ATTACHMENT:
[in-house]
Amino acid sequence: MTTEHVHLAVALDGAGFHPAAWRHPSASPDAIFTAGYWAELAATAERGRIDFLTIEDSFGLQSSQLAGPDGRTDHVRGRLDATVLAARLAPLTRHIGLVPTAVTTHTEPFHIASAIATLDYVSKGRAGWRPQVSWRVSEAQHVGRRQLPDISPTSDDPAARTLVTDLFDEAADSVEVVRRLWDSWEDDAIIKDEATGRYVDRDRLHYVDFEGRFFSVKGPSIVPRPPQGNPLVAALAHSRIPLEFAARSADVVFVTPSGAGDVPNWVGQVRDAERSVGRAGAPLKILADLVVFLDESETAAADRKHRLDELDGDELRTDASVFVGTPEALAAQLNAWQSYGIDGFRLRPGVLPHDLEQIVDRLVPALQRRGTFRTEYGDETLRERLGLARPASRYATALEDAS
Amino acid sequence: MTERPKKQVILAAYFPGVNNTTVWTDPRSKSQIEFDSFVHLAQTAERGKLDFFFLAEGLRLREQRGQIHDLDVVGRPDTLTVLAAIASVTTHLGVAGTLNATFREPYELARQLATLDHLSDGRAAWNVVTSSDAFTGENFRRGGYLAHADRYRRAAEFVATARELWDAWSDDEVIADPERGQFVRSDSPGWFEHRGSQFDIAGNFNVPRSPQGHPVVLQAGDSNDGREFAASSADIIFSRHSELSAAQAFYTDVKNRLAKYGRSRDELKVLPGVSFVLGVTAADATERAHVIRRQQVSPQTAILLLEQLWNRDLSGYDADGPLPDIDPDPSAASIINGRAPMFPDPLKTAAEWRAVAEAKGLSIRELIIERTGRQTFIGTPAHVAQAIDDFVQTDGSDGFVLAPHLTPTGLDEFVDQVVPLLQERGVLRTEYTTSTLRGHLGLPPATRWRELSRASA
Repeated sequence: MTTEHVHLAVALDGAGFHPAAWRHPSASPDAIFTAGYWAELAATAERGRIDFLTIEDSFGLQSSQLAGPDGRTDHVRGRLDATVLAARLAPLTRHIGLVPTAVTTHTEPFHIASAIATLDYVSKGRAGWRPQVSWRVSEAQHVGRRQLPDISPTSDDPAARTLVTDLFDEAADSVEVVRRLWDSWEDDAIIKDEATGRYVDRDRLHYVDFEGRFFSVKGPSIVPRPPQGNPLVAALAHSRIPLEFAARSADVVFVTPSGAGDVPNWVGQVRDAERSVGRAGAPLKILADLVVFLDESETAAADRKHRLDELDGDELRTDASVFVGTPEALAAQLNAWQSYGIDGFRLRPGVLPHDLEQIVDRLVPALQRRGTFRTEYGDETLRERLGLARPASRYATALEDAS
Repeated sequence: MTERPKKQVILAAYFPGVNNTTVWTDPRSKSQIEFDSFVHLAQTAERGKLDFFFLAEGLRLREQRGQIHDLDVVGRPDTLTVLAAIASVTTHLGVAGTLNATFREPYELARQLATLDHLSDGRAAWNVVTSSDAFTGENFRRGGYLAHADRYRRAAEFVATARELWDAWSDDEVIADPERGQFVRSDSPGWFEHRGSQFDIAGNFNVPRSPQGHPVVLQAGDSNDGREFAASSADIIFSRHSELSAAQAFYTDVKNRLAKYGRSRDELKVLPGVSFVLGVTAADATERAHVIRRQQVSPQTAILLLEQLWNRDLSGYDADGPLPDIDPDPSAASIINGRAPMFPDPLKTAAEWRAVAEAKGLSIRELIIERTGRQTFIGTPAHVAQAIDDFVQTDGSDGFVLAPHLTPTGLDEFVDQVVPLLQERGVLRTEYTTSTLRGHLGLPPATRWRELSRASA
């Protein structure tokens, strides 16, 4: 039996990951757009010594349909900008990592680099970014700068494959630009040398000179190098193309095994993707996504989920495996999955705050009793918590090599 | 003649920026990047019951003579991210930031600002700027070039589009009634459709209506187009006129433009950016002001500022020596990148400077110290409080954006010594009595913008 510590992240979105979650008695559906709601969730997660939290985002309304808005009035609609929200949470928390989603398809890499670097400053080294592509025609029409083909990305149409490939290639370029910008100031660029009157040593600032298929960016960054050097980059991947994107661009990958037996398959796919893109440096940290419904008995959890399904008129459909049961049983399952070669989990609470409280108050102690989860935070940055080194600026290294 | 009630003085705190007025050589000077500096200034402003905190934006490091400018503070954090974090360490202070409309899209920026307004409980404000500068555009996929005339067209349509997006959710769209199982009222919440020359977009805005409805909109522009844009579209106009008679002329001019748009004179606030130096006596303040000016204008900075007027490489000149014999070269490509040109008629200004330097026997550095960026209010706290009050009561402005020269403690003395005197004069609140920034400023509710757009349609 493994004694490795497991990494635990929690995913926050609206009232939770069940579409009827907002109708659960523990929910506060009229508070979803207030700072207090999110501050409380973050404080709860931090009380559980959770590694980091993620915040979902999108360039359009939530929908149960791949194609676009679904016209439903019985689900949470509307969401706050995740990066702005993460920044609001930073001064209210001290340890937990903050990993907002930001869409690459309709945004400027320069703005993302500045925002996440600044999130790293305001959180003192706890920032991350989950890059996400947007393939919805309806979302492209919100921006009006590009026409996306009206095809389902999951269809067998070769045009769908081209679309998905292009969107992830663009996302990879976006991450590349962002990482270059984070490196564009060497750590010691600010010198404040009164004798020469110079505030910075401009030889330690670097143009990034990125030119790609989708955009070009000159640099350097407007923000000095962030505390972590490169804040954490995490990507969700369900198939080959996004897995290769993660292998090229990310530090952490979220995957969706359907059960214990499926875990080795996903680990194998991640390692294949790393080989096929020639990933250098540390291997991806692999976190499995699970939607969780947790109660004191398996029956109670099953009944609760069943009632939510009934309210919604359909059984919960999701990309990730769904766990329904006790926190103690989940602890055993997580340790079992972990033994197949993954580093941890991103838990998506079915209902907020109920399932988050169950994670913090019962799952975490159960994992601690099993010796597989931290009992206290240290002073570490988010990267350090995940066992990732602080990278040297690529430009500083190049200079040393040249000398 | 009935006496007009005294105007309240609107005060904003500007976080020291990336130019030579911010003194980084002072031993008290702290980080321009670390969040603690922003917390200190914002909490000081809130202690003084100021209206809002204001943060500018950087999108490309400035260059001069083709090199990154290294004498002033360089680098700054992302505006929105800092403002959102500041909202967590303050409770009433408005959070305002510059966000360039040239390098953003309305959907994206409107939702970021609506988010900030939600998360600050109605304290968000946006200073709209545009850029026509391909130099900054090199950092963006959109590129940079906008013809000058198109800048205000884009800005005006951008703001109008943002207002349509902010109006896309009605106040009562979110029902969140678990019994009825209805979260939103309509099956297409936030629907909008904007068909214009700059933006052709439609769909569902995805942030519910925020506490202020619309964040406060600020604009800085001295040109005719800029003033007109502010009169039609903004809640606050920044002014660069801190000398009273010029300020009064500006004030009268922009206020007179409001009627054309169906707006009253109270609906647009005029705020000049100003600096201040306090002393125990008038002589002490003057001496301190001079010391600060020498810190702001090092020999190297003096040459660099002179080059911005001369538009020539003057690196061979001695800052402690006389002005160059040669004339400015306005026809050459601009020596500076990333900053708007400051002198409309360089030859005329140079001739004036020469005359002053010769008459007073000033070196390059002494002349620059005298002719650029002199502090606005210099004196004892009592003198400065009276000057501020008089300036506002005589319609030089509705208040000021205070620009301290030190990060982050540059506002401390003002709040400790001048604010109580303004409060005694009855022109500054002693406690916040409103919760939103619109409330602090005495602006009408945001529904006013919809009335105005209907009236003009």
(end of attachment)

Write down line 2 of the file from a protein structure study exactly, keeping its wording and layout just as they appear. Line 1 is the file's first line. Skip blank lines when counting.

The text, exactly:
Amino acid sequence: MTTEHVHLAVALDGAGFHPAAWRHPSASPDAIFTAGYWAELAATAERGRIDFLTIEDSFGLQSSQLAGPDGRTDHVRGRLDATVLAARLAPLTRHIGLVPTAVTTHTEPFHIASAIATLDYVSKGRAGWRPQVSWRVSEAQHVGRRQLPDISPTSDDPAARTLVTDLFDEAADSVEVVRRLWDSWEDDAIIKDEATGRYVDRDRLHYVDFEGRFFSVKGPSIVPRPPQGNPLVAALAHSRIPLEFAARSADVVFVTPSGAGDVPNWVGQVRDAERSVGRAGAPLKILADLVVFLDESETAAADRKHRLDELDGDELRTDASVFVGTPEALAAQLNAWQSYGIDGFRLRPGVLPHDLEQIVDRLVPALQRRGTFRTEYGDETLRERLGLARPASRYATALEDAS